Did you fall asleep during the riveting Super Bowl that featured the dynamic Carolina Panthers and the Denver Broncos?

If you call dynamic scoring just one touchdown and turning the ball over five times, that is.

Super Bowl 50, a milestone for America’s game, featured a British band (Coldplay) at half-time. And it was a dud.

But if you like strong defense, this was your game.

Carolina quarterback Cam Newton did not look ready for the big stage at Levi’s Stadium in Santa Clara, California. Instead, he looked like a young child does the first moment he gets to meet his idol — wide-eyed and in a trance.

The entire week leading up to the game, Newton flashed his big Cheshire Cat grin at press conferences.

When reporters tried to talk to Newton, who had his hood up, following the 24-10 loss to the Broncos, he said maybe one word — in true Marshawn Lynch fashion — then left the room.

How can someone who gloated all week about how good his team was and what an honor it is to be playing in the Super Bowl, just storm out of a press conference?

Sports reporters have a tough job sometimes, after these big games, talking to athletes or coaches because the emotions are running high.

Sure, the National Football League requires players to have media availability — especially, if you’re the face of the franchise, like Newton.

The majority of you reading this are likely Patriots fans — we all know that coach Bill Belichick and quarterback Tom Brady aren’t really the most open people during press conferences.

But what Newton did to the media is not a good look for him. Reporters don’t forget athletes who have ducked them. Now, he has to live with that label.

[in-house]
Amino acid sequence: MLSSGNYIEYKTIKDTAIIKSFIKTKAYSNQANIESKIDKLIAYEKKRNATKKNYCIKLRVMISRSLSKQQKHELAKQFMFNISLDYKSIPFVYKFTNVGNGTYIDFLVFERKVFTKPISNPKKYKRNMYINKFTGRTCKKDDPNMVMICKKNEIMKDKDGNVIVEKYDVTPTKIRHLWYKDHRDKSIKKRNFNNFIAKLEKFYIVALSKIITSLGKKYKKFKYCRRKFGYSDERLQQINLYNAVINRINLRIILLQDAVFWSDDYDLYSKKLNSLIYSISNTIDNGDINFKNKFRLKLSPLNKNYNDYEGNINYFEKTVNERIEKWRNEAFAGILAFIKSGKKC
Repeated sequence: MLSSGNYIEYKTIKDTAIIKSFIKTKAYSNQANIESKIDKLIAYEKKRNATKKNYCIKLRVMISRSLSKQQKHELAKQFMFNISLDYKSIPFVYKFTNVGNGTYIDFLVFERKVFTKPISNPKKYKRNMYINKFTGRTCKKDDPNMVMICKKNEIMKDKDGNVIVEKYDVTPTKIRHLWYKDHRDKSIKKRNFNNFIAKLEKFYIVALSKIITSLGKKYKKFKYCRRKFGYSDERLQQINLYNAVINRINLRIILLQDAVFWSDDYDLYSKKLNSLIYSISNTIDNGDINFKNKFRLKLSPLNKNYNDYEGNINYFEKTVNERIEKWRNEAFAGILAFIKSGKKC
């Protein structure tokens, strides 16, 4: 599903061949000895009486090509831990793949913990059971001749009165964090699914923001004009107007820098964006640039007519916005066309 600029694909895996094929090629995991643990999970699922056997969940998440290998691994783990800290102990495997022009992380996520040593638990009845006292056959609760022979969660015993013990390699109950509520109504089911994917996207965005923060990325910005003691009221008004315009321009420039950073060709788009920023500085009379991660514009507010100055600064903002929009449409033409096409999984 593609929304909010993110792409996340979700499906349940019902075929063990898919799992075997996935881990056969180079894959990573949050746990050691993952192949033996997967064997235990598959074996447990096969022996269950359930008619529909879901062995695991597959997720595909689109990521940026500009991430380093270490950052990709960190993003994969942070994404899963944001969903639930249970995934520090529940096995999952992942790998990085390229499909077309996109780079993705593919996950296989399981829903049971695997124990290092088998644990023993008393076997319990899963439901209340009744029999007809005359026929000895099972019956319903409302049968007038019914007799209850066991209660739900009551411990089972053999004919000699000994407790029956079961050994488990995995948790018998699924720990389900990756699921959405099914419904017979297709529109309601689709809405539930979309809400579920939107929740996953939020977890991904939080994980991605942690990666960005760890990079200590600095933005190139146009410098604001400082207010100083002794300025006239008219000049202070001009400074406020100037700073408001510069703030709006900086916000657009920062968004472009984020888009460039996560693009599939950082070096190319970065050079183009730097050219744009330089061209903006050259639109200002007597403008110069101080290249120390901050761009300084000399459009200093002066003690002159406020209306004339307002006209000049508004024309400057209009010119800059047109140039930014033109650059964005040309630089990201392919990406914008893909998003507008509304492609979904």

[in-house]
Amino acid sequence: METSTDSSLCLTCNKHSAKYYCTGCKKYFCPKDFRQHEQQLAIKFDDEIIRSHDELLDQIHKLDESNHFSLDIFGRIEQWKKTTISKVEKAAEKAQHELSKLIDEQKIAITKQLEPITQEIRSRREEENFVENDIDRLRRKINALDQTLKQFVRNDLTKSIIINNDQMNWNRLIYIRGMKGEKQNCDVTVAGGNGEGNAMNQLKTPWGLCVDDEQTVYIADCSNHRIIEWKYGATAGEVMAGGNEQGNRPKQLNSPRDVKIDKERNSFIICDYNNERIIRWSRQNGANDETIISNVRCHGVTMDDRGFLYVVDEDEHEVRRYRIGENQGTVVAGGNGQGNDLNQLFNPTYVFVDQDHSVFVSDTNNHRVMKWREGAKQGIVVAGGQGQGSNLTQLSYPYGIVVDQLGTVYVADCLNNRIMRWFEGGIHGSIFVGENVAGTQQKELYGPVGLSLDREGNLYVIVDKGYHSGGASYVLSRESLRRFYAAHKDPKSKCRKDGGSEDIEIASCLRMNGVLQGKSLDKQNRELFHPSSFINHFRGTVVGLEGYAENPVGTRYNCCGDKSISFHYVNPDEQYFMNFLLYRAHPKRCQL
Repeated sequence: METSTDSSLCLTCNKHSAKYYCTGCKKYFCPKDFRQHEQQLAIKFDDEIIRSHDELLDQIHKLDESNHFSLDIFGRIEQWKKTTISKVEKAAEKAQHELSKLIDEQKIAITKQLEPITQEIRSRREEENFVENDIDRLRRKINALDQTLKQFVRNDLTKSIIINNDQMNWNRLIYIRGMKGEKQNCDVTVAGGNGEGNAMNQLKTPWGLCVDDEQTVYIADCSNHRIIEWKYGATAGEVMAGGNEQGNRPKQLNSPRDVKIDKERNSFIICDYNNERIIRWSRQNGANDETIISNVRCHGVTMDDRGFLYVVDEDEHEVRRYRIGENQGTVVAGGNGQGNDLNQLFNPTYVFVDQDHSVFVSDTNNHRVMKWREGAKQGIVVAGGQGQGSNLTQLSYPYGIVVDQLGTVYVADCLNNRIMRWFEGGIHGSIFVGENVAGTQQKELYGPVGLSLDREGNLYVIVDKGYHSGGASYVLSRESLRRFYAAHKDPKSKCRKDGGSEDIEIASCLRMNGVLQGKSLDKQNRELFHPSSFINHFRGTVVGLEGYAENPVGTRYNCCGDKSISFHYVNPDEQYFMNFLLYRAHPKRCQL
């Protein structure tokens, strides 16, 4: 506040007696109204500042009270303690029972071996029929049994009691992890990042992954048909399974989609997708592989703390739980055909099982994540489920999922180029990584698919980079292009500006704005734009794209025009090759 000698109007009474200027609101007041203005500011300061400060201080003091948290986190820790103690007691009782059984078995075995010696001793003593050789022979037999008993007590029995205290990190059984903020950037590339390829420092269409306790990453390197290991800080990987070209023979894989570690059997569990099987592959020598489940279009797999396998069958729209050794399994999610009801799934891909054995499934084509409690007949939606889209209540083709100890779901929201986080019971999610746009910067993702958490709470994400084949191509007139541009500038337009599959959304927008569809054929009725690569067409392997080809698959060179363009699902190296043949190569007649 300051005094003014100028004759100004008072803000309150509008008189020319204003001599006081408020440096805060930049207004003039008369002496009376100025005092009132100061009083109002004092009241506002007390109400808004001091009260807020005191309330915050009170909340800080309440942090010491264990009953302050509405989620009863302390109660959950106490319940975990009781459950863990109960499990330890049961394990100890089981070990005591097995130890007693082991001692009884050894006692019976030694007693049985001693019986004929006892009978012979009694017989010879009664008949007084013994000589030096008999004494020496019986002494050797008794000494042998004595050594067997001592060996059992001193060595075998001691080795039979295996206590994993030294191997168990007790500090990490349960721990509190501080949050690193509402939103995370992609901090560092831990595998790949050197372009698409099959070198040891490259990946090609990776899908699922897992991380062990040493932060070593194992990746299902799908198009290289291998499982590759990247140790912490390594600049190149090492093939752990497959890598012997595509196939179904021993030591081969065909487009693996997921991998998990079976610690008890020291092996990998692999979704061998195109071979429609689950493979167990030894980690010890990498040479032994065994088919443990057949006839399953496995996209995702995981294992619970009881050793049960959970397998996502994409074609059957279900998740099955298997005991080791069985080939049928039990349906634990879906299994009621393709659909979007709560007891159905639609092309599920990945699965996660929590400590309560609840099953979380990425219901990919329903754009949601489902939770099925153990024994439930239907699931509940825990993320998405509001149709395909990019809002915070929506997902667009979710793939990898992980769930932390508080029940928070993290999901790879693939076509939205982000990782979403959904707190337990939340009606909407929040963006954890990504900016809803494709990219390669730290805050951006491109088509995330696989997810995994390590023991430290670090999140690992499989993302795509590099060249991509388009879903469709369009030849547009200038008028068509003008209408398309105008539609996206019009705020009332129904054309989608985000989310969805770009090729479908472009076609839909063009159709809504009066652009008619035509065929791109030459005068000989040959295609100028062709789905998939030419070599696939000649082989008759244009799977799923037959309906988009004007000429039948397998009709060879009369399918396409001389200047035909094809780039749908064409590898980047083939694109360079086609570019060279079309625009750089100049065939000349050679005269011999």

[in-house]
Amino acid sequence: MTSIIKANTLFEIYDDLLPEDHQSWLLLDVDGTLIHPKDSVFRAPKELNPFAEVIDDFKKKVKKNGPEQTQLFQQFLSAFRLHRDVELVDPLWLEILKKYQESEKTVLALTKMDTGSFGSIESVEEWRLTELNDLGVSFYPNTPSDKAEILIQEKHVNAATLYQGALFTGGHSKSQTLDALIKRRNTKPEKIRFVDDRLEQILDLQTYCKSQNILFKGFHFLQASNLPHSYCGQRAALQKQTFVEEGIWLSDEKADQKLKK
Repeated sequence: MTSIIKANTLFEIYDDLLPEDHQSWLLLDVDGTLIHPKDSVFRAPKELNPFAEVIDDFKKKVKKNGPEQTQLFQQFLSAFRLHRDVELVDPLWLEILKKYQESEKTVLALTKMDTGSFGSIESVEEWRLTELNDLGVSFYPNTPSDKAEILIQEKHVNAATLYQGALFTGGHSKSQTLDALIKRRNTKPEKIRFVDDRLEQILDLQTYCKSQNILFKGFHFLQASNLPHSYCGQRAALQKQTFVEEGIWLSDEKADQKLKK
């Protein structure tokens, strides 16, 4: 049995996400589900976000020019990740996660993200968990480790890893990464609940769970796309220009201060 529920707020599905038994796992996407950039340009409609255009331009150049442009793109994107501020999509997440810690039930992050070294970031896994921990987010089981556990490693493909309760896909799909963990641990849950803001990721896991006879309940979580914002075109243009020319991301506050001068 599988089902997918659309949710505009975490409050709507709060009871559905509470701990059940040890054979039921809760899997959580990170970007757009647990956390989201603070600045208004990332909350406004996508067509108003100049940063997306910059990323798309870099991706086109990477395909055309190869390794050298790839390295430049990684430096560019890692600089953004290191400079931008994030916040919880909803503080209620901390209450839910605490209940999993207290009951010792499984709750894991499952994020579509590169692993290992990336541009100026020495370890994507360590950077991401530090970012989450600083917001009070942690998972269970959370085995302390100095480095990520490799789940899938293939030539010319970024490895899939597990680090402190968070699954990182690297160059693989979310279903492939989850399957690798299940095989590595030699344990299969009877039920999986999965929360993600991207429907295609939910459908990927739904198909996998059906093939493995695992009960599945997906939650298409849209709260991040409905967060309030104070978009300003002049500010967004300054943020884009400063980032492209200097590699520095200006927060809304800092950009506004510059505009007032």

Newton and the Carolina offense looked like a car trying to drive through the snow — skidding and sputtering all over the field in need of a swift push from a good Samaritan.

That good Samaritan certainly was not wearing zebra stripes. The Denver defensive line made the Carolina offense look like a piece of wet cardboard. Carolina’s offensive line had no answer for the likes of Super Bowl MVP Von Miller, whose strip-sack led to a touchdown that ultimately put the game away.

Newton looked like he gave up on his team late in the fourth quarter. Winners do not quit.

They channel their frustration into positive energy.

As the football squirted onto the field, Newton looked like he was going to jump on the ball and then he pulled back. If he had fallen on the football, it would have been fourth down.

The Panthers could have punted and it still would have been a one-possession game.

But Newton tried to single-handedly bring his team back — a mistake commonly associated with inexperienced players.

Neither quarterback had the time of their lives. Thirty-nine-year-old Broncos legend Peyton Manning chucked an interception into the hands of Carolina defensive-end Kony Ealy. Ealy sacked Manning three times — a Super Bowl record.

Manning, who was the second oldest player to play in a Super Bowl, wanted nothing to do with the talks about whether Sunday was his final game.

Call it a career, Manning. No one will fault you for it. I, for one, will never eat chicken parm without singing the jingle from the Nationwide commercials — thanks, Peyton.

His ticket to the Hall of Fame is all but punched. And it would be good for his health.

This is the same quarterback who we all thought was done when he suffered a neck injury, but he came back and battled his way to a Super Bowl victory — his second.

Manning is that player you wanted to hate because he was so talented, but you just can’t. While New England fans hate to admit it, they will miss Manning when he finally calls it quits. As the sun sets on a storied career in Indianapolis and Denver, “The Sheriff” as he is affectionately known by his peers, rides off atop the Bronco mascot, Thunder, or that of the Colts, Blue, into the sunset with the Vince Lombardi trophy in tow.

Ride on, Sheriff, ride on.

Follow Ed Niser on Twitter/Tout: @EdNiser.